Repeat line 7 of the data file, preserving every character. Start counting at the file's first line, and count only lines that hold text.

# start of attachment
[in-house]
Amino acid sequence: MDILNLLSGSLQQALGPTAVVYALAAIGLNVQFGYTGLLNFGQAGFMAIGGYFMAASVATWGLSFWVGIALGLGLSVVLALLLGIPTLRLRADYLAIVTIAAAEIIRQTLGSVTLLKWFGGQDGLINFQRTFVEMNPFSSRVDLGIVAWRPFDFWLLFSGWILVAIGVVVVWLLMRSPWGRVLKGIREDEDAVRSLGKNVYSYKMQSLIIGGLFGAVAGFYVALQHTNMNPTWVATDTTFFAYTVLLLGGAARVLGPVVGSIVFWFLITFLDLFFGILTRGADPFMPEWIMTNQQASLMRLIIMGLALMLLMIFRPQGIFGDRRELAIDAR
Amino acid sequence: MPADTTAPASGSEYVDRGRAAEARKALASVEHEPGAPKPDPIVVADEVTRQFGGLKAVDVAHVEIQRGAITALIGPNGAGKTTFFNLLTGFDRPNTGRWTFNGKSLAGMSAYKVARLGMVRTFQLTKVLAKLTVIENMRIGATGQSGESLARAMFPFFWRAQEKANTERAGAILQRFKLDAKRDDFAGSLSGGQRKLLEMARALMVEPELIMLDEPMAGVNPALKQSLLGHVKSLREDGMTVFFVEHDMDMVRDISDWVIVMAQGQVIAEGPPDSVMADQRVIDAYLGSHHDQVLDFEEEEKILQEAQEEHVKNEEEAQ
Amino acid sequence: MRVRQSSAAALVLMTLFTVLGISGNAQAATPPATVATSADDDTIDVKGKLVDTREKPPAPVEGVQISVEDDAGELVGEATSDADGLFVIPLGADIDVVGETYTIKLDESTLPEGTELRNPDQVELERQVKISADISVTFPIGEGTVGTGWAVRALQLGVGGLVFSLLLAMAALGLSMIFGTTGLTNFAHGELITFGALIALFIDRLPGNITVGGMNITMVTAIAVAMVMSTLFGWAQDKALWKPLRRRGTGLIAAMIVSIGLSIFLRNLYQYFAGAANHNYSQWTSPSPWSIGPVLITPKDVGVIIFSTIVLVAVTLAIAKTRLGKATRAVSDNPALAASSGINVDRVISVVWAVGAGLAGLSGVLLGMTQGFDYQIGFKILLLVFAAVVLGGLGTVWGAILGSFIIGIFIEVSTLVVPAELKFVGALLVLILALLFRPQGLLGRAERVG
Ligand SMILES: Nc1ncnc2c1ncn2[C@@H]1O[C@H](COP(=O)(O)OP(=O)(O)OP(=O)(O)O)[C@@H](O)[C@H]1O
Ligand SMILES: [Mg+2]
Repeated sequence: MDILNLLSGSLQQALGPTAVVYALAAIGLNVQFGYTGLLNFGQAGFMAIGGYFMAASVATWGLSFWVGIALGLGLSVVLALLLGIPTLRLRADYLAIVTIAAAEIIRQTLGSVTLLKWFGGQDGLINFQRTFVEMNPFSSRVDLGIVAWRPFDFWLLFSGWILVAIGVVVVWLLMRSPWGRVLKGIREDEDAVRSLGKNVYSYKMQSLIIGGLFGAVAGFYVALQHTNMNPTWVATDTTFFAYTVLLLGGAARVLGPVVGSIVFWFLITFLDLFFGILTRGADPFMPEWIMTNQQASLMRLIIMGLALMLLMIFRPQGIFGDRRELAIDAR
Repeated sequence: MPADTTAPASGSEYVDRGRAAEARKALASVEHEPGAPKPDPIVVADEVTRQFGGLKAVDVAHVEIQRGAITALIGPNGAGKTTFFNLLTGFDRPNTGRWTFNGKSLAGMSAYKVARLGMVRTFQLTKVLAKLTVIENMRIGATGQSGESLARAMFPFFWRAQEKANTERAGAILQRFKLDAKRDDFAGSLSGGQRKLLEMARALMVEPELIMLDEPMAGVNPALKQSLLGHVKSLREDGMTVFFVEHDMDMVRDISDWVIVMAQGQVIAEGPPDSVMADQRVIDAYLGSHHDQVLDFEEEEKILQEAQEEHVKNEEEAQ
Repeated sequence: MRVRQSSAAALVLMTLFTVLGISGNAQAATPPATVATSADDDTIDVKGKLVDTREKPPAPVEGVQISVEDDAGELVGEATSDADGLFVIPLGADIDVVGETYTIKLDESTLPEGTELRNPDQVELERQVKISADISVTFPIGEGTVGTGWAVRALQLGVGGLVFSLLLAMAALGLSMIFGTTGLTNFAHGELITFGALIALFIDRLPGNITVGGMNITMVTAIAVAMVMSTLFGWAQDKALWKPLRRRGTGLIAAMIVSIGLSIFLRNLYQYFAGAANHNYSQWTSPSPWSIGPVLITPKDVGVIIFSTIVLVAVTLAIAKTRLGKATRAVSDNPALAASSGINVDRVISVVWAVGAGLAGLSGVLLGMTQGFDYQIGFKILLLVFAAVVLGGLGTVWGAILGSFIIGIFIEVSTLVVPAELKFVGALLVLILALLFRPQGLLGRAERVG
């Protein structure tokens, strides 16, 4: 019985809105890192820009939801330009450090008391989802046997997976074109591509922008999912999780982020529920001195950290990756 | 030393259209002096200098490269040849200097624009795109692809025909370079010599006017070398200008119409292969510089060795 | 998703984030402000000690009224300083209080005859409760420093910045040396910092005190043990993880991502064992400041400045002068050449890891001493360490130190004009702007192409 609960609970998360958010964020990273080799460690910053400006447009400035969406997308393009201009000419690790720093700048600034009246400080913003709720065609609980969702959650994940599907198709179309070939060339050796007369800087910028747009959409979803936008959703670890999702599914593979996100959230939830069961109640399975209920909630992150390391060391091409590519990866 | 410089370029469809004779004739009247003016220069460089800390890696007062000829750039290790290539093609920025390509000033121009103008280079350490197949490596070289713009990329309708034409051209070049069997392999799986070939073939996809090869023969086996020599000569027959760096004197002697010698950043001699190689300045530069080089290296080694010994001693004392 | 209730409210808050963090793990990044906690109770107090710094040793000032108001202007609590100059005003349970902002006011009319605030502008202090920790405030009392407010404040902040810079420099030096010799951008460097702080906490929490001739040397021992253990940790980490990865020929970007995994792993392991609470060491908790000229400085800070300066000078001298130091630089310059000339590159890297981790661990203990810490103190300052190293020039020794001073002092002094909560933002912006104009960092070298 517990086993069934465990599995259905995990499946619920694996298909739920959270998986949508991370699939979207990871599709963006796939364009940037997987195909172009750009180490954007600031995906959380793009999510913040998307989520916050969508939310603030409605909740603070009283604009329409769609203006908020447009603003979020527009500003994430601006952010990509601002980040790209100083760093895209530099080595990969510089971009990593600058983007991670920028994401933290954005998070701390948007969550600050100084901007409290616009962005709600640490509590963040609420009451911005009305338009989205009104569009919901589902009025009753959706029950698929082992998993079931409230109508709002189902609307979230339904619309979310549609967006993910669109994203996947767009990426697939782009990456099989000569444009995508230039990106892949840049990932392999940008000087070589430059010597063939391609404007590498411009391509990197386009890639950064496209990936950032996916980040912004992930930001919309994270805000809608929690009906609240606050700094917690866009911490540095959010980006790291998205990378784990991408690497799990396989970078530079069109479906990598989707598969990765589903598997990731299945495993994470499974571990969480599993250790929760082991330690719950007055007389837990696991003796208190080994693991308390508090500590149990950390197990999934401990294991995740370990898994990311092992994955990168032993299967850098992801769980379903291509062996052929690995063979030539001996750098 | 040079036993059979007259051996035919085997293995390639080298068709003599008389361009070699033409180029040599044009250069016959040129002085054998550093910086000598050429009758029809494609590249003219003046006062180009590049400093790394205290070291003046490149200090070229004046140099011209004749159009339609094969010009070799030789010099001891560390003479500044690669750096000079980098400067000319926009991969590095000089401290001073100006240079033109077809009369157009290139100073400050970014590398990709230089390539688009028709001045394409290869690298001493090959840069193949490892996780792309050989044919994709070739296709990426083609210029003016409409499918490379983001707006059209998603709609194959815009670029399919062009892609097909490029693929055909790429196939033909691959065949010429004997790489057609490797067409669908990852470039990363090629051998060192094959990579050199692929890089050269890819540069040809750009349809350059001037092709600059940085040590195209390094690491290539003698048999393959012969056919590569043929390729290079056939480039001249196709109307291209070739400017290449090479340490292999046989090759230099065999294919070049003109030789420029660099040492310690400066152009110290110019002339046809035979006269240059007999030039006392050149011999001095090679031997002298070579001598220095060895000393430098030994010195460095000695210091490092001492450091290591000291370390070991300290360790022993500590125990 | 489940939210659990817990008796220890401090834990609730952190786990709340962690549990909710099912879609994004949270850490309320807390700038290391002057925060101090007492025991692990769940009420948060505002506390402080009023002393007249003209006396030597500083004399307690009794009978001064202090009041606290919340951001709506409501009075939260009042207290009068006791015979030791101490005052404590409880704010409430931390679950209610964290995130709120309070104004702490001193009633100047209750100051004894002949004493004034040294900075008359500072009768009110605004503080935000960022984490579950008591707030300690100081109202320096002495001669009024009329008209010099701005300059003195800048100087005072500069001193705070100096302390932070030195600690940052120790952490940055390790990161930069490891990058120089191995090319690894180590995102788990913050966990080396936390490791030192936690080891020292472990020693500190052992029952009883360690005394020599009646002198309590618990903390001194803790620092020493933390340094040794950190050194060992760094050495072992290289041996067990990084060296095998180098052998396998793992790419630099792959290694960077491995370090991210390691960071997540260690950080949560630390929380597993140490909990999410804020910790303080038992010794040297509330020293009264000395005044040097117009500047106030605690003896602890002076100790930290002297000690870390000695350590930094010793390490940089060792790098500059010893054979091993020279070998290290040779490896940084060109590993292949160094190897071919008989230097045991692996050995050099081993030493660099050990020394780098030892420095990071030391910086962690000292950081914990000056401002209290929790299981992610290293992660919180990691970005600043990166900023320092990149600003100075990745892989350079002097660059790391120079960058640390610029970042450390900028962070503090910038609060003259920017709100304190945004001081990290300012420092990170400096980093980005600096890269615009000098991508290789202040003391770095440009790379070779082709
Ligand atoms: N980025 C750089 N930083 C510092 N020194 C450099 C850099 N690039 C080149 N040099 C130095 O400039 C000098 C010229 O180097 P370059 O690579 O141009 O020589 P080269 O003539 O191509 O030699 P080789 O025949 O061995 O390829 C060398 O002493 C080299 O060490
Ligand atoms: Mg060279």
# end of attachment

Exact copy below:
Repeated sequence: MDILNLLSGSLQQALGPTAVVYALAAIGLNVQFGYTGLLNFGQAGFMAIGGYFMAASVATWGLSFWVGIALGLGLSVVLALLLGIPTLRLRADYLAIVTIAAAEIIRQTLGSVTLLKWFGGQDGLINFQRTFVEMNPFSSRVDLGIVAWRPFDFWLLFSGWILVAIGVVVVWLLMRSPWGRVLKGIREDEDAVRSLGKNVYSYKMQSLIIGGLFGAVAGFYVALQHTNMNPTWVATDTTFFAYTVLLLGGAARVLGPVVGSIVFWFLITFLDLFFGILTRGADPFMPEWIMTNQQASLMRLIIMGLALMLLMIFRPQGIFGDRRELAIDAR